The report received by the National Safeguarding Steering Group (NSSG) acknowledges that the results of the survivor survey makes for very difficult reading and the Church’s failure to respond compassionately has undermined confidence in the its own safeguarding practice.
The report presents an overview of learning from the 42 audits, carried out between 2015-17, and introduces the additional work conducted by a survey to gather the views of people who have first-hand experience of Church responses, including survivors of clergy and Church-related abuse
It notes the audits have taken place in a changing context and the Church has done much to address early systemic issues raised by SCIE. It therefore summarises and appraises all activity (completed, underway and planned) to address issues that have been raised and makes clear areas where work is still required to improve safeguarding practices.
58 people responded to the survivor survey which focused on how the Church should be engaging with people who come forward; the vast majority said they were dissatisfied with the Church’s response.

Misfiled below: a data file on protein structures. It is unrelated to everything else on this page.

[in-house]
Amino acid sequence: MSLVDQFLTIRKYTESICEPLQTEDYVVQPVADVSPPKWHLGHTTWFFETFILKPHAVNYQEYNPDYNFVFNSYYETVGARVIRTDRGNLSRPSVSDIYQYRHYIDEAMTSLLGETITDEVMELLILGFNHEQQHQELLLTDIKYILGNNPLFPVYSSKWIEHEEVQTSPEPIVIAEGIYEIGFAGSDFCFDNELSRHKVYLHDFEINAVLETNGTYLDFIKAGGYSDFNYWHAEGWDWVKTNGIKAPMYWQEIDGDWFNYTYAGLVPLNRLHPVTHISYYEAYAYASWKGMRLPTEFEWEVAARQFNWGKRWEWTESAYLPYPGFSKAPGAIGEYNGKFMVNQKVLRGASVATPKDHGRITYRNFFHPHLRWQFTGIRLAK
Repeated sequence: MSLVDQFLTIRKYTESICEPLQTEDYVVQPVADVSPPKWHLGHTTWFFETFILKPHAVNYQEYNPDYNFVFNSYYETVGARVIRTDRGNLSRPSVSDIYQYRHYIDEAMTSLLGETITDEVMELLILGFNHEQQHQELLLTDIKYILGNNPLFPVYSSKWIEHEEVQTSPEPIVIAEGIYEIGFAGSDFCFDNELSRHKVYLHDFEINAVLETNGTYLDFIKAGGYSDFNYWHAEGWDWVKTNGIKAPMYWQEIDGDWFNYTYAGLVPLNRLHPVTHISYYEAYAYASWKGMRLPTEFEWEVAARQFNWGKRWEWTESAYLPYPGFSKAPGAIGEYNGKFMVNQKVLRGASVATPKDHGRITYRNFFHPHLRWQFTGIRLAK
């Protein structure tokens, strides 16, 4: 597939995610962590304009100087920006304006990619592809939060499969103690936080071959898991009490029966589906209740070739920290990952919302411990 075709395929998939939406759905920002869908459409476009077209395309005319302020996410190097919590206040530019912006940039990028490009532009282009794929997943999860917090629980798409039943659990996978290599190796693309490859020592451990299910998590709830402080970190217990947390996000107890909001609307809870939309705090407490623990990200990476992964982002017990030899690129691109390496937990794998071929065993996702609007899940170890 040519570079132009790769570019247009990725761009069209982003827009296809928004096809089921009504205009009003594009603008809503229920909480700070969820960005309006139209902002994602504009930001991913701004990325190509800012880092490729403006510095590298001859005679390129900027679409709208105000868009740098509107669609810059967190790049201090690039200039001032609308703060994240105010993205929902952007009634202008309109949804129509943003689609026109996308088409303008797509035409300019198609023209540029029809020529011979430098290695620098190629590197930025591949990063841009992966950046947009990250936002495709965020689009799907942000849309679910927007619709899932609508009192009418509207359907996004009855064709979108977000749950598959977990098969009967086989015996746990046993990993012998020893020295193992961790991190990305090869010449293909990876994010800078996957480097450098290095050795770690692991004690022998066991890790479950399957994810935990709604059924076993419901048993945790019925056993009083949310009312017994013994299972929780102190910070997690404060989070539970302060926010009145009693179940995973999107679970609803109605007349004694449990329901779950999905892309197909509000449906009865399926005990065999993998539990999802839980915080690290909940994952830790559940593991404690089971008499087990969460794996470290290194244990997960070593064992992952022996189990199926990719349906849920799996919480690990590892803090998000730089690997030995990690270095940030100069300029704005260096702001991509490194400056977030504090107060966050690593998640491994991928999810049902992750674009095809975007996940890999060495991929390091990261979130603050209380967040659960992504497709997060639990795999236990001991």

Bishop Peter Hancock, the Church’s lead safeguarding bishop and chair of the NSSG said:
“It is essential that victims and survivor organisations have confidence that anybody coming forward to disclose abuse to the Church are treated with compassion, offered support and their concerns and allegations are taken seriously. They must have confidence that the Church will act to address instances of abuse and do all it can to prevent future harm. The Church recognises that significant changes will be required before survivors will have this level of confidence in the Church, and that this undertaking is no simple task. However, it is one that I and my fellow Bishops and the whole Church are absolutely committed to.”